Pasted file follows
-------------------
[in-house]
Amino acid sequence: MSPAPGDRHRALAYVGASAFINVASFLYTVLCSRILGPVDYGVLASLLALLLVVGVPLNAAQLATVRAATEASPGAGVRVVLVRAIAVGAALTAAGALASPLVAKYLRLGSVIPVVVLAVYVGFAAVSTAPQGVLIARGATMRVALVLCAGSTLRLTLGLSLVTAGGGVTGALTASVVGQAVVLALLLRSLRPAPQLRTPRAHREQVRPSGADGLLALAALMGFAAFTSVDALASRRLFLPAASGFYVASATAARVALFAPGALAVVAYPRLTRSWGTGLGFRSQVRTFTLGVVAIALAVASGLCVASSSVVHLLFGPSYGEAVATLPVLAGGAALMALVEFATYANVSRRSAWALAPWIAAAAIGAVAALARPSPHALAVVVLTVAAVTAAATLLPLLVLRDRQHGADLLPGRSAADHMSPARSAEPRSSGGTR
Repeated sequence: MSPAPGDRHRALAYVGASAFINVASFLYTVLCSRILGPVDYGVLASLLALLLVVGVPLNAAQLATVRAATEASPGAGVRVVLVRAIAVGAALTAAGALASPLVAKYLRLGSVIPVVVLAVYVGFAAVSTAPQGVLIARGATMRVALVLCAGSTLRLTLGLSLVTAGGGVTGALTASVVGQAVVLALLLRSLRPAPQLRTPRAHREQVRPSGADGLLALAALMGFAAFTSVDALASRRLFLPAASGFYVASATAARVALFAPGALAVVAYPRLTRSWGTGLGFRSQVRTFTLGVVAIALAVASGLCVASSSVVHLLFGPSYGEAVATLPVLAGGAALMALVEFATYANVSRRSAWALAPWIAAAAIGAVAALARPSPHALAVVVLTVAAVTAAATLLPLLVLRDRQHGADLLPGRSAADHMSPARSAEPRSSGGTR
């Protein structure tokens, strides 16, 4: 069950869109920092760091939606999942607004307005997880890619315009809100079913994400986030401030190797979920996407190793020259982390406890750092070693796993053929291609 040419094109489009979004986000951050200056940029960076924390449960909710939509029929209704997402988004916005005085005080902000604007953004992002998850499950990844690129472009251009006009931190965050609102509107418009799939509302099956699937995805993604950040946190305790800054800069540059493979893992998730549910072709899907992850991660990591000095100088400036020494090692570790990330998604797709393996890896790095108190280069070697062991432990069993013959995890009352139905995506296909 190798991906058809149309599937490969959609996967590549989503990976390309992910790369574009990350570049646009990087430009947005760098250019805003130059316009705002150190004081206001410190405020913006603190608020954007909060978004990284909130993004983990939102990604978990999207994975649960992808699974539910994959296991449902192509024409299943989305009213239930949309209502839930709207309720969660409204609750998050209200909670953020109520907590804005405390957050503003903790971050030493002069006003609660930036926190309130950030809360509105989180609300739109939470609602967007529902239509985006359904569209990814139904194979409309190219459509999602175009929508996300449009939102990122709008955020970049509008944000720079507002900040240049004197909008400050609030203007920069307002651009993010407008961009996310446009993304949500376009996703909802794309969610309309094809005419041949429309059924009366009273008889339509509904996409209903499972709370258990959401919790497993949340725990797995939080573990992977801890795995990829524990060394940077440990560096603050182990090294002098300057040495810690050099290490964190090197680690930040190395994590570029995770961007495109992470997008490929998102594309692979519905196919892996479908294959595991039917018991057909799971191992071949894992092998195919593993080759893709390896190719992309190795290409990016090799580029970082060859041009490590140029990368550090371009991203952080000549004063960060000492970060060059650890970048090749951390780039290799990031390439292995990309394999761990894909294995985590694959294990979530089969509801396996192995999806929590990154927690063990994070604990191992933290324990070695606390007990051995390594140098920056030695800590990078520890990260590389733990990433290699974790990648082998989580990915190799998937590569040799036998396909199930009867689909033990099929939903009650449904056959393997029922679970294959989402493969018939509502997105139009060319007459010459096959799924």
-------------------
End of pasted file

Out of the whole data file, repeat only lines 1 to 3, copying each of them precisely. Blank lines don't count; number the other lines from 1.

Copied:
[in-house]
Amino acid sequence: MSPAPGDRHRALAYVGASAFINVASFLYTVLCSRILGPVDYGVLASLLALLLVVGVPLNAAQLATVRAATEASPGAGVRVVLVRAIAVGAALTAAGALASPLVAKYLRLGSVIPVVVLAVYVGFAAVSTAPQGVLIARGATMRVALVLCAGSTLRLTLGLSLVTAGGGVTGALTASVVGQAVVLALLLRSLRPAPQLRTPRAHREQVRPSGADGLLALAALMGFAAFTSVDALASRRLFLPAASGFYVASATAARVALFAPGALAVVAYPRLTRSWGTGLGFRSQVRTFTLGVVAIALAVASGLCVASSSVVHLLFGPSYGEAVATLPVLAGGAALMALVEFATYANVSRRSAWALAPWIAAAAIGAVAALARPSPHALAVVVLTVAAVTAAATLLPLLVLRDRQHGADLLPGRSAADHMSPARSAEPRSSGGTR
Repeated sequence: MSPAPGDRHRALAYVGASAFINVASFLYTVLCSRILGPVDYGVLASLLALLLVVGVPLNAAQLATVRAATEASPGAGVRVVLVRAIAVGAALTAAGALASPLVAKYLRLGSVIPVVVLAVYVGFAAVSTAPQGVLIARGATMRVALVLCAGSTLRLTLGLSLVTAGGGVTGALTASVVGQAVVLALLLRSLRPAPQLRTPRAHREQVRPSGADGLLALAALMGFAAFTSVDALASRRLFLPAASGFYVASATAARVALFAPGALAVVAYPRLTRSWGTGLGFRSQVRTFTLGVVAIALAVASGLCVASSSVVHLLFGPSYGEAVATLPVLAGGAALMALVEFATYANVSRRSAWALAPWIAAAAIGAVAALARPSPHALAVVVLTVAAVTAAATLLPLLVLRDRQHGADLLPGRSAADHMSPARSAEPRSSGGTR